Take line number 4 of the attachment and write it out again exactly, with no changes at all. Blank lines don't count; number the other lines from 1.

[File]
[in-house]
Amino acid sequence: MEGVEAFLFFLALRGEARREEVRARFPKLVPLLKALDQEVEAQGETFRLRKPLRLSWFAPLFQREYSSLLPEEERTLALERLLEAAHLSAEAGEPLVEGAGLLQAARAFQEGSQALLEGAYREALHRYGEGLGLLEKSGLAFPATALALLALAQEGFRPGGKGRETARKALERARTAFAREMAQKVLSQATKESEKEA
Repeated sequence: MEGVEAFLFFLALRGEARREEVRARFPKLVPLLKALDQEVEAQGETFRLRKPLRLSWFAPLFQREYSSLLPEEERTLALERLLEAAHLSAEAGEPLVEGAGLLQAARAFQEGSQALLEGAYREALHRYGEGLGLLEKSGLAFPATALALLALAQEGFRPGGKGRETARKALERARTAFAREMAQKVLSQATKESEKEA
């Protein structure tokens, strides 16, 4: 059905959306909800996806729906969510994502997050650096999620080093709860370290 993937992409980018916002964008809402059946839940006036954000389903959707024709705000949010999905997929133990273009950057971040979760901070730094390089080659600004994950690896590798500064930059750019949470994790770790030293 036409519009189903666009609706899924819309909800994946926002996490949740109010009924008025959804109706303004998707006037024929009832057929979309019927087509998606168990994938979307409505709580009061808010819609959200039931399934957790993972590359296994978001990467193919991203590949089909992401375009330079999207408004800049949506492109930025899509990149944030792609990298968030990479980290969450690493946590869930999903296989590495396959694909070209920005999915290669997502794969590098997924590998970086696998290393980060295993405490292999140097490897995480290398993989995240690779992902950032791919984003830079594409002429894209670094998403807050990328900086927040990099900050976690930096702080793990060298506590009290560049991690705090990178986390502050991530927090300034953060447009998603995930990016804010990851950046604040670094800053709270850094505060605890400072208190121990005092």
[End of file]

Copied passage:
């Protein structure tokens, strides 16, 4: 059905959306909800996806729906969510994502997050650096999620080093709860370290 993937992409980018916002964008809402059946839940006036954000389903959707024709705000949010999905997929133990273009950057971040979760901070730094390089080659600004994950690896590798500064930059750019949470994790770790030293 036409519009189903666009609706899924819309909800994946926002996490949740109010009924008025959804109706303004998707006037024929009832057929979309019927087509998606168990994938979307409505709580009061808010819609959200039931399934957790993972590359296994978001990467193919991203590949089909992401375009330079999207408004800049949506492109930025899509990149944030792609990298968030990479980290969450690493946590869930999903296989590495396959694909070209920005999915290669997502794969590098997924590998970086696998290393980060295993405490292999140097490897995480290398993989995240690779992902950032791919984003830079594409002429894209670094998403807050990328900086927040990099900050976690930096702080793990060298506590009290560049991690705090990178986390502050991530927090300034953060447009998603995930990016804010990851950046604040670094800053709270850094505060605890400072208190121990005092």